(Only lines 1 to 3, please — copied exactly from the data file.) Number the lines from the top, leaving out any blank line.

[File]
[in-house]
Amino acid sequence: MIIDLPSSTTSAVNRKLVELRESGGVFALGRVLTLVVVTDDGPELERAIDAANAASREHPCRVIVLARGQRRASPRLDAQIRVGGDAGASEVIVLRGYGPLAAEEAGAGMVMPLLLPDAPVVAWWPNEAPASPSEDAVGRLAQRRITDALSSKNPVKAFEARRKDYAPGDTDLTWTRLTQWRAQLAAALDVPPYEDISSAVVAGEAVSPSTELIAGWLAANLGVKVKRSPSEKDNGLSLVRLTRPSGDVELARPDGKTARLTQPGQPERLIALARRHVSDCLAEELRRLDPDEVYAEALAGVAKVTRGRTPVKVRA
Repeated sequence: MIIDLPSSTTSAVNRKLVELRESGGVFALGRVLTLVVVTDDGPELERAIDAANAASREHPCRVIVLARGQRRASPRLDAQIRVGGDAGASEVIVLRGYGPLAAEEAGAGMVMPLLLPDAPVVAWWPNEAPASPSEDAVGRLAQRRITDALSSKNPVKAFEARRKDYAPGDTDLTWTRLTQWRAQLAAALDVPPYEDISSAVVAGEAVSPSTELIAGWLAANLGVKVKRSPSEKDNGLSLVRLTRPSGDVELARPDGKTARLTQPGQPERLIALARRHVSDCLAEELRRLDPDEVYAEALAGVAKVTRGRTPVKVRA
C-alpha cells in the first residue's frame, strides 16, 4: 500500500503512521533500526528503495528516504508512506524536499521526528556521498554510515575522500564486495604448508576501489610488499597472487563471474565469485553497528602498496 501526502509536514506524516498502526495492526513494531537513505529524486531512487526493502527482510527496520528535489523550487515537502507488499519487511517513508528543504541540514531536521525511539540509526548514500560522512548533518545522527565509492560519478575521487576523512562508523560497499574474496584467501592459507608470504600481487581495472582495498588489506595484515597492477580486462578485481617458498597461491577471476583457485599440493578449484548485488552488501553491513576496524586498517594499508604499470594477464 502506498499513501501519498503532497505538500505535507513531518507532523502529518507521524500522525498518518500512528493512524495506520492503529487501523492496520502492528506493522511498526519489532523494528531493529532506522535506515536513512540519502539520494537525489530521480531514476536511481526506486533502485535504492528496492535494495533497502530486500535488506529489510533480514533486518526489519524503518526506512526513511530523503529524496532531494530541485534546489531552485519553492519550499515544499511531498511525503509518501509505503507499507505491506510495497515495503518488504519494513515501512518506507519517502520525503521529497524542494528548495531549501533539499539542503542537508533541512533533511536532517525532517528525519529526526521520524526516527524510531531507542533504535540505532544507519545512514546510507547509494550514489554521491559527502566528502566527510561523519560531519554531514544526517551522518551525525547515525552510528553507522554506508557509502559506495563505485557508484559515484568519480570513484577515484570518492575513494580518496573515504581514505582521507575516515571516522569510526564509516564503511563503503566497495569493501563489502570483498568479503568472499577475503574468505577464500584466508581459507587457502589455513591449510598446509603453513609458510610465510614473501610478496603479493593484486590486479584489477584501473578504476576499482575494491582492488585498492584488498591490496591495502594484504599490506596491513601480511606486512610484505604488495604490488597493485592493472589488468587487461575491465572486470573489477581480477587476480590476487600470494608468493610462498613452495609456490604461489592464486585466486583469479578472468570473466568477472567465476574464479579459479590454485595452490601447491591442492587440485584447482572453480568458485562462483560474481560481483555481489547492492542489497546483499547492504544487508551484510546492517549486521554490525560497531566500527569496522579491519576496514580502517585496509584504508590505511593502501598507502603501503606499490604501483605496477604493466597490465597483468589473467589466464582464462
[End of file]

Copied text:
[in-house]
Amino acid sequence: MIIDLPSSTTSAVNRKLVELRESGGVFALGRVLTLVVVTDDGPELERAIDAANAASREHPCRVIVLARGQRRASPRLDAQIRVGGDAGASEVIVLRGYGPLAAEEAGAGMVMPLLLPDAPVVAWWPNEAPASPSEDAVGRLAQRRITDALSSKNPVKAFEARRKDYAPGDTDLTWTRLTQWRAQLAAALDVPPYEDISSAVVAGEAVSPSTELIAGWLAANLGVKVKRSPSEKDNGLSLVRLTRPSGDVELARPDGKTARLTQPGQPERLIALARRHVSDCLAEELRRLDPDEVYAEALAGVAKVTRGRTPVKVRA
Repeated sequence: MIIDLPSSTTSAVNRKLVELRESGGVFALGRVLTLVVVTDDGPELERAIDAANAASREHPCRVIVLARGQRRASPRLDAQIRVGGDAGASEVIVLRGYGPLAAEEAGAGMVMPLLLPDAPVVAWWPNEAPASPSEDAVGRLAQRRITDALSSKNPVKAFEARRKDYAPGDTDLTWTRLTQWRAQLAAALDVPPYEDISSAVVAGEAVSPSTELIAGWLAANLGVKVKRSPSEKDNGLSLVRLTRPSGDVELARPDGKTARLTQPGQPERLIALARRHVSDCLAEELRRLDPDEVYAEALAGVAKVTRGRTPVKVRA